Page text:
T-Mobile has made a big deal these past few years of being the “Un-Carrier.” Led by outspoken CEO John Legere, it simplified plans, removed extra taxes and overage fees, and shifted away from the old buy-a-subsidized-device-on-two-year-contract plan.

Underlying all of the efforts was the need to change how customers perceive their carriers. Telecoms companies, including wireless, are generally hated by customers, and T-Mobile figured that if it could change that, a lot of other things would fall into place.

Well, it’s working. A new survey conducted for Business Insider says that T-Mobile’s customers are way more loyal than subscribers on the other networks. 23% of T-Mobile’s customers wouldn’t switch networks “for anything,” compared to about 15% for AT&T and Verizon. Sprint customers are desperate for a change: Only 7% of them wouldn’t change.

Measuring satisfaction with a mobile network is notoriously difficult, but the simple question about what it would take to get you to switch is telling. It’s possibly the thing that wireless companies care about most: postpaid “churn,” or the percentage of customers switching every quarter, is a metric that analysts rely on heavily to predict future earnings. T-Mobile posted a record-low churn in Q1 this year, so the numbers add up with BI‘s survey.

The customer loyalty is even more important for T-Mobile in the current marketplace. Thanks largely to T-Mobile’s own push to simplify plans and offer unlimited data, the wireless industry right now is more competitive than it’s ever been. All four wireless carriers offer relatively cheap unlimited data plans with no contract, which makes it easy to jump ship from one provider to the other.

T-Mobile’s financial success is good for the network long-term, as well. With enough subscribers onboard, T-Mobile has the money and motivation to bring its network up to scratch compared to Verizon and AT&T. That’s exactly what it’s doing: it paid $8 billion for valuable new spectrum earlier this year, and is moving crazy fast to build out a 600MHz LTE network that should offer coverage comparable to Verizon. It’s also investing in LTE-Advanced technologies and building thousands of small cell sites to help with capacity on the network.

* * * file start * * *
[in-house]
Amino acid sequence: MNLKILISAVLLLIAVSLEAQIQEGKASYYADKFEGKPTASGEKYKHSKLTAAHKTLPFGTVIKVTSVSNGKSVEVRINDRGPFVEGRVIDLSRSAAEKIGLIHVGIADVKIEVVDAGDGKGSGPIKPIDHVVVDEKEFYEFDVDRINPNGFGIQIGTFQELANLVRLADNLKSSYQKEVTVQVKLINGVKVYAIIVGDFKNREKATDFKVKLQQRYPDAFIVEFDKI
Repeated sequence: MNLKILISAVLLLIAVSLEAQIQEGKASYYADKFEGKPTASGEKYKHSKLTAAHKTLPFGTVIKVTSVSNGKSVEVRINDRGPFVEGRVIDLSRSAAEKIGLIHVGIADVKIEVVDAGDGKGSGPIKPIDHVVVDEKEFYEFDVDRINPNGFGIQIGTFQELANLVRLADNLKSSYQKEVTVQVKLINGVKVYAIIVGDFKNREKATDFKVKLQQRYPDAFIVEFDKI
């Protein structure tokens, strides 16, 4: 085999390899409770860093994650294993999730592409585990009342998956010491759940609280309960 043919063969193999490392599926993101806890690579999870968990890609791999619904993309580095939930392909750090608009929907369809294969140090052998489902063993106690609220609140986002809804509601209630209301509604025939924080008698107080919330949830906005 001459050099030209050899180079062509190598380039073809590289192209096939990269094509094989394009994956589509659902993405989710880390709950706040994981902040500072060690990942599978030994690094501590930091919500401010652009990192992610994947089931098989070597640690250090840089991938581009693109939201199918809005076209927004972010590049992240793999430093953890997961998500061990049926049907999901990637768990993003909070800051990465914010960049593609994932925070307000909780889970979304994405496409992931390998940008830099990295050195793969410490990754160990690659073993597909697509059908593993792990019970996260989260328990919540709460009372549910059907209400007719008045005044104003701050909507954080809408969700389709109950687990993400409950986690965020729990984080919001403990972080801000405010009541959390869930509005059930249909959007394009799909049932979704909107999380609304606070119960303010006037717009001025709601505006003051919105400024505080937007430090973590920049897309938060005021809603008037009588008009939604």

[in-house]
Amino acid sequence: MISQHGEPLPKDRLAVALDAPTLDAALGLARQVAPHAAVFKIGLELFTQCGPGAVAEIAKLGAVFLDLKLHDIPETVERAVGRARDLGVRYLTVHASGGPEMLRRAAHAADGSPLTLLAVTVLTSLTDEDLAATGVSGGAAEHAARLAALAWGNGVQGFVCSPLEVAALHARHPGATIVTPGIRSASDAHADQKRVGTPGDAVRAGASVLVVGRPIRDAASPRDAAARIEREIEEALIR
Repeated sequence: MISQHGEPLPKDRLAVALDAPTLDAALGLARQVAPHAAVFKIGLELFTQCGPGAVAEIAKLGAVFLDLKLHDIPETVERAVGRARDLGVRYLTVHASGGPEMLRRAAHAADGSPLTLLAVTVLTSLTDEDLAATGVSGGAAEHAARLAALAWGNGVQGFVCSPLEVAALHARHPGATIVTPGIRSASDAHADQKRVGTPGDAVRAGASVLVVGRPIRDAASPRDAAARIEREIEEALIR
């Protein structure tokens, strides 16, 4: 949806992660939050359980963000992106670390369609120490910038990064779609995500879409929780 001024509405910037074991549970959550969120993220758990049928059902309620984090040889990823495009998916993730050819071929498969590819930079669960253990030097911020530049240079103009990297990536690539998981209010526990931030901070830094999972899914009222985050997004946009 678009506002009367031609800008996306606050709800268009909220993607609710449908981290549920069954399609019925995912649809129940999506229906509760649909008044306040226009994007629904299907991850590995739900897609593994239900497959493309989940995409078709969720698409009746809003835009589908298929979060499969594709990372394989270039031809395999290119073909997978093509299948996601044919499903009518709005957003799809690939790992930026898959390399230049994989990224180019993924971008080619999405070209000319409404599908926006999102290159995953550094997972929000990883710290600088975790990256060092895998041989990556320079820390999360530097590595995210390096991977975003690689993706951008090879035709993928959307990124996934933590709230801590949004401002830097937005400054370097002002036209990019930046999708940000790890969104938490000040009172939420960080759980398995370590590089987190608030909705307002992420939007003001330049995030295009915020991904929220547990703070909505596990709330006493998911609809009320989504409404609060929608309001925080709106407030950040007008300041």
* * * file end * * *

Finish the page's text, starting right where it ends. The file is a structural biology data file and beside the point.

It can do all this because of the faith that there’s going to be customers at the end who’ll want to pay for the network. Sprint, by comparison, has oodles of spectrum sitting around, but no money, which is why its network sucks. It’s essentially a circle of poverty: the network is bad, so no-one signs up, which means Sprint can’t reinvest anything in making its network better.

Now, everything is rosy at the moment, but we can’t put up a “job well done” sign and move on to fixing broadband quite yet. The Uncarrier, for all its customer-friendly moves, still pulls old tricks like adding unnecessary fees for new lines, uses questionable sales tactics to sell customers things they don’t need, and pushes two-year phone “Equipment Installment Plans” as a replacement for the old two-year contracts.

There’s also the problem of Sprint. Right now, Sprint plays a vital role in the marketplace of keeping downwards pricing pressure on the other carriers, thanks to its dirt-cheap unlimited plan. But Sprint’s owner wants to sell or merge the company, and there’s a danger that it could merge with T-Mobile, or be absorbed by an ISP like Charter or Comcast. If that happens, Sprint’s price pressure will be gone, and there’ll be nothing stopping the remaining three carriers from slowly raising prices to over $100 per line.

In short: competition is doing exactly what it should be doing to make T-Mobile better, and customers are rewarding it with some serious loyalty. But don’t be fooled into thinking T-Mobile is doing this out of some sense of corporate benevolence. It’s just good business practice, and that won’t last forever.

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